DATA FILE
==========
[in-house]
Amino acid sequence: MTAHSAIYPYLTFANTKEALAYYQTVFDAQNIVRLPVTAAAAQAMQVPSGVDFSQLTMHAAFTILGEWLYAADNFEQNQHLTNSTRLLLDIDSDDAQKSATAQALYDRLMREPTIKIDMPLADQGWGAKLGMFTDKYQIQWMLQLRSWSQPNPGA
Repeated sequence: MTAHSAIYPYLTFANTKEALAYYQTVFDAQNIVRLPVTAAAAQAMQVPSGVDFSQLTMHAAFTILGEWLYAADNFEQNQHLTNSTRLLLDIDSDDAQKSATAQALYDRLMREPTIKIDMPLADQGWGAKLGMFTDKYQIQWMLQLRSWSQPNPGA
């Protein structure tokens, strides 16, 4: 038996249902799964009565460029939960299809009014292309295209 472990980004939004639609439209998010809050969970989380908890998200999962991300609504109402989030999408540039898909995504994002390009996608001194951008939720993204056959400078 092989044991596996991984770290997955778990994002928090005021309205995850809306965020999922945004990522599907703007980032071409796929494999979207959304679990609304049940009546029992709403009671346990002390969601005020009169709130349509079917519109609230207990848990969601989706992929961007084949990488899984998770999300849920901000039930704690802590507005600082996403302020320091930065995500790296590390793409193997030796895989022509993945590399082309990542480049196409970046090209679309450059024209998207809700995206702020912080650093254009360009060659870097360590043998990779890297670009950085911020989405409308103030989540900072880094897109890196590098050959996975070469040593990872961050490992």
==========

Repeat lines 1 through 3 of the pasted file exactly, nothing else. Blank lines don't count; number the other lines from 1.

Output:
[in-house]
Amino acid sequence: MTAHSAIYPYLTFANTKEALAYYQTVFDAQNIVRLPVTAAAAQAMQVPSGVDFSQLTMHAAFTILGEWLYAADNFEQNQHLTNSTRLLLDIDSDDAQKSATAQALYDRLMREPTIKIDMPLADQGWGAKLGMFTDKYQIQWMLQLRSWSQPNPGA
Repeated sequence: MTAHSAIYPYLTFANTKEALAYYQTVFDAQNIVRLPVTAAAAQAMQVPSGVDFSQLTMHAAFTILGEWLYAADNFEQNQHLTNSTRLLLDIDSDDAQKSATAQALYDRLMREPTIKIDMPLADQGWGAKLGMFTDKYQIQWMLQLRSWSQPNPGA